I’ve been reviewing the contents of the chapters in my new book, “Stretched: Build Your Yoga Business, Grow Your Teaching Techniques,” over the past few days to give you an idea of what’s covered. We’re up to the last of the business chapters called “Using Your Website and Social Media to Create Brand Awareness.” In today’s world, social media has become part of the fabric of our lives, like it or not. Facebook, Twitter, Instagram and other sites have become extensions of ourselves and for brands, businesses, individuals and small businesses, it’s a way to distinguish yourself, your brand, your company and reinforce the messages you wish communicate through your services and products.
In this chapter, I give you a strategy for building an online presence. I won’t go into all the details here but I’m going to start out by giving you the primary action ( just like in a yoga pose): Make your website the center of attention. Now, this may surprise you as you might think that websites and blogs are a thing of the past. Not true. Yes, it’s important that you have a presence on social media in order to get the word out about you, what you’re up to and to be able to express yourself in a meaningful way. But you need a central place that’s within your TOTAL control in terms of format, content and cost.
As many of you know, Facebook now filters the majority of what you post on business pages. This means that most of your posts won’t be seen by your followers anyway. Twitter has so much content in a rolling stream of information that the chances are slim that you’re followers will see your posts. In order to get your posts viewed, you could pay to get them promoted but that doesn’t guarantee they’ll see the posts either. And, keep in mind, this is only the latest change that Facebook has made. They will continue to make changes, many of which will result in fees to you to participate.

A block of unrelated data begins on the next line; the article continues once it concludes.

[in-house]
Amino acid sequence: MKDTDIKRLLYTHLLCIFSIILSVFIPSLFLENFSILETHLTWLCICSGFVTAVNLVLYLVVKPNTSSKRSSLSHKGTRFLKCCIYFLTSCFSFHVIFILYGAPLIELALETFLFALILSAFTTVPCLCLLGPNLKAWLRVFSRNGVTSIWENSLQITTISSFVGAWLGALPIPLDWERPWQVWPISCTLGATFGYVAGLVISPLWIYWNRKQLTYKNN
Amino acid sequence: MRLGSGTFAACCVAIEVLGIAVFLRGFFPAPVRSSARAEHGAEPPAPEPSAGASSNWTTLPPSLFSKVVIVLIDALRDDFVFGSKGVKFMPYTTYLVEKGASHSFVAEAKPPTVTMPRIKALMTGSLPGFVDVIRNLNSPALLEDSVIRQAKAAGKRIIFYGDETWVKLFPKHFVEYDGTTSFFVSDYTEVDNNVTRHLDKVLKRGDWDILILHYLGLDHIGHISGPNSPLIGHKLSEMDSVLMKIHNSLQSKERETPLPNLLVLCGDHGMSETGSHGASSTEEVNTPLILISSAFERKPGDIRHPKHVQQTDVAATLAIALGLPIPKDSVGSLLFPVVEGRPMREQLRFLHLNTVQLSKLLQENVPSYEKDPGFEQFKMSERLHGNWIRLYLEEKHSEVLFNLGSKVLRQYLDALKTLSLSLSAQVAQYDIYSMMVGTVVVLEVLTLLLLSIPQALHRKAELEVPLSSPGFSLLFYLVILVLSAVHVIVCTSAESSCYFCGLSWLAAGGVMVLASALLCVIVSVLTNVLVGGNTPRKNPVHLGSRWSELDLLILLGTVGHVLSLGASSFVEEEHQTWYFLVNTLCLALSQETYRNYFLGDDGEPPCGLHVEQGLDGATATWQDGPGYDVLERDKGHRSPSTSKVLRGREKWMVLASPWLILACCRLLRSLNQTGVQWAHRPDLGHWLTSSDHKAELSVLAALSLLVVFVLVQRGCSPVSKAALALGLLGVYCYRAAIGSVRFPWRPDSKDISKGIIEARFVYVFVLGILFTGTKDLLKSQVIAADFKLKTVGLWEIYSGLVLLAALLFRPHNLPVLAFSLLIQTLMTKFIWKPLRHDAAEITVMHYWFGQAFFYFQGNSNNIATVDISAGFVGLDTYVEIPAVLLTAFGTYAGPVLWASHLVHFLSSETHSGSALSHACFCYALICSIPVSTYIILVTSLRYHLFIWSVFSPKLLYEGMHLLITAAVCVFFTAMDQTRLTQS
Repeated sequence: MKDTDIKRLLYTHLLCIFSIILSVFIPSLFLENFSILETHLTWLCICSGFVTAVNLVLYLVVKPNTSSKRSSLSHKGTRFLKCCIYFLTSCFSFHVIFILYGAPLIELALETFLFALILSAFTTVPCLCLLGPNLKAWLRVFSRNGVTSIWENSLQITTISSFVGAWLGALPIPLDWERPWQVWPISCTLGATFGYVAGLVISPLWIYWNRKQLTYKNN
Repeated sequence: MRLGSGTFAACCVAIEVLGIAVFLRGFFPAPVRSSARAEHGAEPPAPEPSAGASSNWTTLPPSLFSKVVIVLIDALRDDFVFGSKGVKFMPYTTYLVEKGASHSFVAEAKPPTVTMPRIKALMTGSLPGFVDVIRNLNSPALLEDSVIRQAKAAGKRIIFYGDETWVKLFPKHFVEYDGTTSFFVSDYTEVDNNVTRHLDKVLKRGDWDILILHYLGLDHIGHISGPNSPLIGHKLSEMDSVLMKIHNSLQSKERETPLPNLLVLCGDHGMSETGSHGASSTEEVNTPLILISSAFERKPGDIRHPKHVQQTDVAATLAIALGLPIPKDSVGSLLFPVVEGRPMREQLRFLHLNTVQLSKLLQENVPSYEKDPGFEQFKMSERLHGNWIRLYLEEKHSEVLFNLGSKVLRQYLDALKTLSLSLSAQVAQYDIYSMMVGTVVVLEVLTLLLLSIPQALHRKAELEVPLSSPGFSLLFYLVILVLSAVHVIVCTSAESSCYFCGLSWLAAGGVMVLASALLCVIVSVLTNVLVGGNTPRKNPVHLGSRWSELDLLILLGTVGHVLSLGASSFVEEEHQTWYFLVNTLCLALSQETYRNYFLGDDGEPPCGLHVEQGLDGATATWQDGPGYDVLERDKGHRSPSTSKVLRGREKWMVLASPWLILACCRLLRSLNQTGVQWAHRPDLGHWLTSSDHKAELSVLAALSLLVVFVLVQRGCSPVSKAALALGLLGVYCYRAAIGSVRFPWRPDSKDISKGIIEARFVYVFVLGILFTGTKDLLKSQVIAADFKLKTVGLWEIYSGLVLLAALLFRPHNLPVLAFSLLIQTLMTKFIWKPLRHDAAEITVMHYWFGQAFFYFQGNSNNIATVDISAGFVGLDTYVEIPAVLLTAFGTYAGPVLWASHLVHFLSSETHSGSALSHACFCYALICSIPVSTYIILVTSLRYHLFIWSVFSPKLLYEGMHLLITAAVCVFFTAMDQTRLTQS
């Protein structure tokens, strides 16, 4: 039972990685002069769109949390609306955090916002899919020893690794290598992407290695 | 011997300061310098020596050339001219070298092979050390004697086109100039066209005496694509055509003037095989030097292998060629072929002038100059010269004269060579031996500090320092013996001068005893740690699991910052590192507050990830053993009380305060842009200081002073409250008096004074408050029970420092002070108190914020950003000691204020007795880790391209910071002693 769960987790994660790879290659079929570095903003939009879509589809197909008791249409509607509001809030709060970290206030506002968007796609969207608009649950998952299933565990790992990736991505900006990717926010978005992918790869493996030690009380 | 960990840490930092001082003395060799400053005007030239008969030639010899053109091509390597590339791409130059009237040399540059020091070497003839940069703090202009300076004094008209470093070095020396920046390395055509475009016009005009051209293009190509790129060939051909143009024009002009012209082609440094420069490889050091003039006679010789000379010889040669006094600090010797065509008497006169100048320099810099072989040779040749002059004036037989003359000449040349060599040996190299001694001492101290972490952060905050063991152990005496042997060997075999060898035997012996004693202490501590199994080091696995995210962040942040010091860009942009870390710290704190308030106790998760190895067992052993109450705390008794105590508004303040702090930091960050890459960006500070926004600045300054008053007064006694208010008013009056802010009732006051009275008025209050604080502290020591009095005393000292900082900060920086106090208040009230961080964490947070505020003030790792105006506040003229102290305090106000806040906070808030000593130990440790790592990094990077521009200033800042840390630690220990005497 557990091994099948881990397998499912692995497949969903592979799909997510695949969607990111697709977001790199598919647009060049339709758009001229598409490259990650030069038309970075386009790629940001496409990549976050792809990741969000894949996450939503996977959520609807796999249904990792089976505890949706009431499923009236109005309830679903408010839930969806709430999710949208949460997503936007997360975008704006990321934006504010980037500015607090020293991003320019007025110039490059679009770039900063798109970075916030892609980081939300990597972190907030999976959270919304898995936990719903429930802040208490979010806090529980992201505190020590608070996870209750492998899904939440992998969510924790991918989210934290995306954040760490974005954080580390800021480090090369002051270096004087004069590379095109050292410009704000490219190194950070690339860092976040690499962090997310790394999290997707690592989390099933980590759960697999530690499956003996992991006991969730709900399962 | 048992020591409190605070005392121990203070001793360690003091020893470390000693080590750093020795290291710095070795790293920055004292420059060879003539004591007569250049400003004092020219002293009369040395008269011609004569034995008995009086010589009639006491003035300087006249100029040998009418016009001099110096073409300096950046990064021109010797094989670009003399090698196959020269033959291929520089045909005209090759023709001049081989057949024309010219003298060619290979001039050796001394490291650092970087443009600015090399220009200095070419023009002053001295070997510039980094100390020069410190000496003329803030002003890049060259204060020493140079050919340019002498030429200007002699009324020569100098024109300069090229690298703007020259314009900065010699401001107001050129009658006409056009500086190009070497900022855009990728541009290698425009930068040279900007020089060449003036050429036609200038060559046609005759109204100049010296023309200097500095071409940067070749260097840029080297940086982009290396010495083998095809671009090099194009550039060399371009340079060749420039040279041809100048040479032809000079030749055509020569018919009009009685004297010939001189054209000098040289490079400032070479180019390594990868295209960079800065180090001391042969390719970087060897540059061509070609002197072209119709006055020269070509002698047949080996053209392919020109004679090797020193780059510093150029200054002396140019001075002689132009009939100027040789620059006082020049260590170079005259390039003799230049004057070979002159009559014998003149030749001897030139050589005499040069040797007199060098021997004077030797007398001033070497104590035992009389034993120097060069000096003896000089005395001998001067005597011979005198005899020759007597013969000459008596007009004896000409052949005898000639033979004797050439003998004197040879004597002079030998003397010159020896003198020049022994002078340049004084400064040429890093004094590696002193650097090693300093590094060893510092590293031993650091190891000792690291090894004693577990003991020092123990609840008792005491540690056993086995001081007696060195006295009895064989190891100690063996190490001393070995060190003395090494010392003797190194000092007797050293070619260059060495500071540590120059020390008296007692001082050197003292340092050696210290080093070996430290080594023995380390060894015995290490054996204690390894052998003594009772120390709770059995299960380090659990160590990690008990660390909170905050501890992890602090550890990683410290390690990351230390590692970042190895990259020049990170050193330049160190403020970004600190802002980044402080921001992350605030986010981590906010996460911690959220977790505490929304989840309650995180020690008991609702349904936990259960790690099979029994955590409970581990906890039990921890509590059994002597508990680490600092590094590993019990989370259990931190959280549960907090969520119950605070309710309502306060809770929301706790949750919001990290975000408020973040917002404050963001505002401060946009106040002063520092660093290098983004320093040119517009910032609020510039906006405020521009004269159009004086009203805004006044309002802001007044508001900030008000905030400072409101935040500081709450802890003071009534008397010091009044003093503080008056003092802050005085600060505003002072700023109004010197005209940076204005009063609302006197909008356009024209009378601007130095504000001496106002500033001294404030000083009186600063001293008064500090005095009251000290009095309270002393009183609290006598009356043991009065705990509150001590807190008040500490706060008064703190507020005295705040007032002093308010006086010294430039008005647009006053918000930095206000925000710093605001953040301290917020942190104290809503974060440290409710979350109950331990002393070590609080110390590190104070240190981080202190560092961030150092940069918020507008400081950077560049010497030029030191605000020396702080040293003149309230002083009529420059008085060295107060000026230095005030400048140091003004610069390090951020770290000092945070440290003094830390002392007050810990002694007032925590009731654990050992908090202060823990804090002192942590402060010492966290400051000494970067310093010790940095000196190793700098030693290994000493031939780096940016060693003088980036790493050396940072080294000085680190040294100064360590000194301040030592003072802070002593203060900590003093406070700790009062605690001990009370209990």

For this reason, having your website, which is only under your control, be your central place for people to visit. You’ll have links off this site to all your social media pages, but this, plus your mailing list, will be the primary way you keep in touch with your customer base.
There’s a lot more I cover in this chapter as well about how to build this aspect of your business. Let me close for now by saying that regardless of how fancy your social media strategy, nothing will replace quality teaching. It’s obvious but it’s important to point out. Also, if you don’t wish to have a social media strategy, that’s ok too! Build a website, use that as your primary source of communicating your schedule and leave it at that.
Next up: The start of the chapters on teaching- Essential Tips for Teaching.